Veerman et al. also considered the effect of electrode segmentation on generated power (W). The power of a segmented stack was found to be 11% more than that of an unsegmented stack. However, segmentation may not be practical in actual RED power plants because it is probable that segmentation’s small advantage disappears at high flow rates. Furthermore, segmentation requires the use of complicated and costly electronics, which may reduce its theoretical benefits. The authors also measured the pressure from fluid resistance in the manifolds, bore holes, and compartments—around the supply and drain holes and where uniform flow exists—in order to calculate hydrodynamic losses. Fluid resistance in the manifolds and bore holes resulted in negligible and very low losses, respectively. Around the outlet and inlet holes, on the other hand, resistance was very high and these areas accounted for the majority of fluid resistance within the system. When graphed against flow velocity (cm/s), uniform spacer resistance for horizontal and vertical operation in co-current mode had approximately equal slopes. To decrease fluid resistance, the authors recommend that more inlet and outlet places be created and that very open spacers be used around supply and drain holes. The researchers conclude by recommending that future RED designs utilize very open spacers, co-current operation, and very thin membranes.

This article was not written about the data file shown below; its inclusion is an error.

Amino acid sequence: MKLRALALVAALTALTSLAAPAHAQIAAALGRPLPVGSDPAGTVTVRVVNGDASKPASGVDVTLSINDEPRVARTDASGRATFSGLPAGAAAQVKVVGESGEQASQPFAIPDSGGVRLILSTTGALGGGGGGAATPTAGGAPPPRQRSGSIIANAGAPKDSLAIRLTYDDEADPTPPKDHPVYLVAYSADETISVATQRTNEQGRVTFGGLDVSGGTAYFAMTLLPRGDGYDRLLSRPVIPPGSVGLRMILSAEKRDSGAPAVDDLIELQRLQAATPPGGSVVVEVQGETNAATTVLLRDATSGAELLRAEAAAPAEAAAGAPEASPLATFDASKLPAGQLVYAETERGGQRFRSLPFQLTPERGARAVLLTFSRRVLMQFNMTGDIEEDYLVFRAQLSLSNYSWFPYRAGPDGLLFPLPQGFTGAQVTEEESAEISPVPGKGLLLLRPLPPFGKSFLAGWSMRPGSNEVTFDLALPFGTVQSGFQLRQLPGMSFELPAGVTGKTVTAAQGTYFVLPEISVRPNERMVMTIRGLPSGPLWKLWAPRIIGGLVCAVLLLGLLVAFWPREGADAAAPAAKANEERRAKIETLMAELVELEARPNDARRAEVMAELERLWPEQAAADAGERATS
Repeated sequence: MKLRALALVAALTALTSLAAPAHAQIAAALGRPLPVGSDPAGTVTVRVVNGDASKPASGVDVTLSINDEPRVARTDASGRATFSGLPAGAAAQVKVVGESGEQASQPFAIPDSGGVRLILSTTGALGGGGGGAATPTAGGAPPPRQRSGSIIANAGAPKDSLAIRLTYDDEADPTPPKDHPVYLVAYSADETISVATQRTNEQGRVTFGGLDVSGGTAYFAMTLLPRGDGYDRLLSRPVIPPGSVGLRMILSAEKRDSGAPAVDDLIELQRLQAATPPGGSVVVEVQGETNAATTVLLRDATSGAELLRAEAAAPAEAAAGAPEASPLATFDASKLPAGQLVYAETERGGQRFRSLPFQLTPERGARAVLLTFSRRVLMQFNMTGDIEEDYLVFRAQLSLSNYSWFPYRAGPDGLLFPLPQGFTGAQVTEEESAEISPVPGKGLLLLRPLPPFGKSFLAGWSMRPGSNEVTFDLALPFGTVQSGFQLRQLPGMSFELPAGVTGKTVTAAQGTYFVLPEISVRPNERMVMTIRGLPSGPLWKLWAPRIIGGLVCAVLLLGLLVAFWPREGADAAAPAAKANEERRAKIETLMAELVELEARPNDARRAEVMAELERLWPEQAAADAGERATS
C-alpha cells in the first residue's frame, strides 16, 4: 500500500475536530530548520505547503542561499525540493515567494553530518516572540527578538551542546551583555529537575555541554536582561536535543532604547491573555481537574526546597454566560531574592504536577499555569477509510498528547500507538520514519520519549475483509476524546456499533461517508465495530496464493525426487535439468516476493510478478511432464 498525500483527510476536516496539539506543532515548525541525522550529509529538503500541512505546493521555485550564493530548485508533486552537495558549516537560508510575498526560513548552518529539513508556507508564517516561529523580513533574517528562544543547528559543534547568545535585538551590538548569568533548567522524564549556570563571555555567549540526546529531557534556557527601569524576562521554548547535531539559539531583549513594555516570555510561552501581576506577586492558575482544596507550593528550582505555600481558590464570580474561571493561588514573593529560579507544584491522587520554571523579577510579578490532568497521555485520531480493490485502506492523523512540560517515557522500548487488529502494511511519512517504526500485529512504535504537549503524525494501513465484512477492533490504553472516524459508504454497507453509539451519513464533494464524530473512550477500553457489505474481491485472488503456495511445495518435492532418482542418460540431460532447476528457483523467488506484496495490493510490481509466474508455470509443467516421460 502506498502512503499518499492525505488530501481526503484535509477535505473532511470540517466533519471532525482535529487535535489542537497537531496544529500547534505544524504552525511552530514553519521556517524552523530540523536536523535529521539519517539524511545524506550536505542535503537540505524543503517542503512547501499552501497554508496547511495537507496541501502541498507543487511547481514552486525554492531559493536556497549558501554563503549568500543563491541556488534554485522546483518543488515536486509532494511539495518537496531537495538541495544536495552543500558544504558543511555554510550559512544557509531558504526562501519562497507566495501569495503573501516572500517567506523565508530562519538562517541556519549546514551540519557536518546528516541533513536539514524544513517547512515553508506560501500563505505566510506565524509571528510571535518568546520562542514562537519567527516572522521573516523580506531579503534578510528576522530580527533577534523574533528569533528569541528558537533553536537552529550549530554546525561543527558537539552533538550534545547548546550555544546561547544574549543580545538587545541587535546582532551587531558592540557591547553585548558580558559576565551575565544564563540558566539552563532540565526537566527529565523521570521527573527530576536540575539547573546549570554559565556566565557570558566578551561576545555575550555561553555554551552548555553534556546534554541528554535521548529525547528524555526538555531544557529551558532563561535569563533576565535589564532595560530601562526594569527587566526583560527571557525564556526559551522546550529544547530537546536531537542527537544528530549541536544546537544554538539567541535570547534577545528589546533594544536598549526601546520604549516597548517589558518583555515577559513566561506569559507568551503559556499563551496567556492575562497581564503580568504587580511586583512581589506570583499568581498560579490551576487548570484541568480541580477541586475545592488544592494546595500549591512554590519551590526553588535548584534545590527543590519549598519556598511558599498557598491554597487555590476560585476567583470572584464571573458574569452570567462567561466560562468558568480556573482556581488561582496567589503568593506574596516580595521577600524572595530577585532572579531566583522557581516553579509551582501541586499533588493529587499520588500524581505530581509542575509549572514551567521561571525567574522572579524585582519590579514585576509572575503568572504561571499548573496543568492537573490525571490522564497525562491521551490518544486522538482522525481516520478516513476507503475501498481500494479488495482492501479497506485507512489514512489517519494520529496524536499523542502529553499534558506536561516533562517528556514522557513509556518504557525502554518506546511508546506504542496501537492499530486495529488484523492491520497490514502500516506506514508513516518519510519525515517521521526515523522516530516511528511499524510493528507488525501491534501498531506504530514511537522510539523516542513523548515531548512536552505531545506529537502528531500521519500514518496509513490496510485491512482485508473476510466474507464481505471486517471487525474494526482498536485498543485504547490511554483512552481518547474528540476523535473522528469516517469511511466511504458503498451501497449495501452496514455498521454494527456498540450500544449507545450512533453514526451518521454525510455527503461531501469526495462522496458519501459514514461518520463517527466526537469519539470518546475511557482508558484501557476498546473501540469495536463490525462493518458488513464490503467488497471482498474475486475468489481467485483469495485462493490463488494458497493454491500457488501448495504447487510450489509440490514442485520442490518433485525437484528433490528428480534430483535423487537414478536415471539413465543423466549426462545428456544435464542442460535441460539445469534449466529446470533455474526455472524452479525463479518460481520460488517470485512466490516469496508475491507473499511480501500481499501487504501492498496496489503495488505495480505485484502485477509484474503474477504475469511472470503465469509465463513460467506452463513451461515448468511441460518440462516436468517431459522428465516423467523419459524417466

Reverse Electrodialysis (RED)<!–[if supportFields]> XE “Reverse Electrodialysis (RED)” <![endif]–><!–[if supportFields]><![endif]–> is a salinity<!–[if supportFields]> XE “salinity” <![endif]–><!–[if supportFields]><![endif]–> gradient power (SGP) process whereby electrical power is produced from the reversible mixing of waters that have different salinity concentrations, such as river and sea water. This technology has promise as a future source of clean and sustainable energy, with an estimated global potential of 2.6 TW for all forms of SGP. However, previous research has been done on a relatively small scale. In order to create commercially viable RED power plants, researchers must first determine how to maximize the performance of large cell stacks. When trying to solve this problem, Veerman et al. 2010 found that there exists a tradeoff between the hydrodynamic and electrical requirements of spacers. In a RED system, spacers are open structures which separate alternately stacked cation (CEM) and anion exchange membranes (AEM), provide stack stability, and increase turbulence within the compartments. In attempting to maximize performance, Veerman et al. also considered other parameters such as, flow direction, residence time, flow velocity, and electrode segmentation. Their research is significant because it provides a “[f]irst [s]tep” towards the goal of producing commercial electricity from a RED power plant.—Juliet Archer